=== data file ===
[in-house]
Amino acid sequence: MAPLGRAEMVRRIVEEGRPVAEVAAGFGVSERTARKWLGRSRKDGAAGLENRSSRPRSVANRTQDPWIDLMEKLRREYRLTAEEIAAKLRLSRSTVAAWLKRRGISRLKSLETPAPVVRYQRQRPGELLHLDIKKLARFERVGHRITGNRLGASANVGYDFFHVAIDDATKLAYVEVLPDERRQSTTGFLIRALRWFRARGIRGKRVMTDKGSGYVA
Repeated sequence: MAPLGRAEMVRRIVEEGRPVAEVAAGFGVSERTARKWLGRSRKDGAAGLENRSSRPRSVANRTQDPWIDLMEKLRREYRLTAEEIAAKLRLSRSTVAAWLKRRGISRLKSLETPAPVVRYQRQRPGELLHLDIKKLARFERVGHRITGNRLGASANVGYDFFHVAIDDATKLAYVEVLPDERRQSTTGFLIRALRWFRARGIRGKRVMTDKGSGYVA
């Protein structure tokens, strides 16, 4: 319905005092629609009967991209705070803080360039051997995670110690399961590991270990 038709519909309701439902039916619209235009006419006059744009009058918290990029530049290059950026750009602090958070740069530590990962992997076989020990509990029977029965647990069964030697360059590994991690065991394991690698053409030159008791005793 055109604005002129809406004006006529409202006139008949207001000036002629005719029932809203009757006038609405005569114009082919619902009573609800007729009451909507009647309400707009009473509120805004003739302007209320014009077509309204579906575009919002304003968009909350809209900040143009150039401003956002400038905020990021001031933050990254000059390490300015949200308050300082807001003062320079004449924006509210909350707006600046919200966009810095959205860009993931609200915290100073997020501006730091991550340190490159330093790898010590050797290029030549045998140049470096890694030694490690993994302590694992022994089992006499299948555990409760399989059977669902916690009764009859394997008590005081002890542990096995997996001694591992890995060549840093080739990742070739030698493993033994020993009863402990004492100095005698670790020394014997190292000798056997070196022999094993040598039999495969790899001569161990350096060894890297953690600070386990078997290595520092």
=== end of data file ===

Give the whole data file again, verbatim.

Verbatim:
[in-house]
Amino acid sequence: MAPLGRAEMVRRIVEEGRPVAEVAAGFGVSERTARKWLGRSRKDGAAGLENRSSRPRSVANRTQDPWIDLMEKLRREYRLTAEEIAAKLRLSRSTVAAWLKRRGISRLKSLETPAPVVRYQRQRPGELLHLDIKKLARFERVGHRITGNRLGASANVGYDFFHVAIDDATKLAYVEVLPDERRQSTTGFLIRALRWFRARGIRGKRVMTDKGSGYVA
Repeated sequence: MAPLGRAEMVRRIVEEGRPVAEVAAGFGVSERTARKWLGRSRKDGAAGLENRSSRPRSVANRTQDPWIDLMEKLRREYRLTAEEIAAKLRLSRSTVAAWLKRRGISRLKSLETPAPVVRYQRQRPGELLHLDIKKLARFERVGHRITGNRLGASANVGYDFFHVAIDDATKLAYVEVLPDERRQSTTGFLIRALRWFRARGIRGKRVMTDKGSGYVA
């Protein structure tokens, strides 16, 4: 319905005092629609009967991209705070803080360039051997995670110690399961590991270990 038709519909309701439902039916619209235009006419006059744009009058918290990029530049290059950026750009602090958070740069530590990962992997076989020990509990029977029965647990069964030697360059590994991690065991394991690698053409030159008791005793 055109604005002129809406004006006529409202006139008949207001000036002629005719029932809203009757006038609405005569114009082919619902009573609800007729009451909507009647309400707009009473509120805004003739302007209320014009077509309204579906575009919002304003968009909350809209900040143009150039401003956002400038905020990021001031933050990254000059390490300015949200308050300082807001003062320079004449924006509210909350707006600046919200966009810095959205860009993931609200915290100073997020501006730091991550340190490159330093790898010590050797290029030549045998140049470096890694030694490690993994302590694992022994089992006499299948555990409760399989059977669902916690009764009859394997008590005081002890542990096995997996001694591992890995060549840093080739990742070739030698493993033994020993009863402990004492100095005698670790020394014997190292000798056997070196022999094993040598039999495969790899001569161990350096060894890297953690600070386990078997290595520092």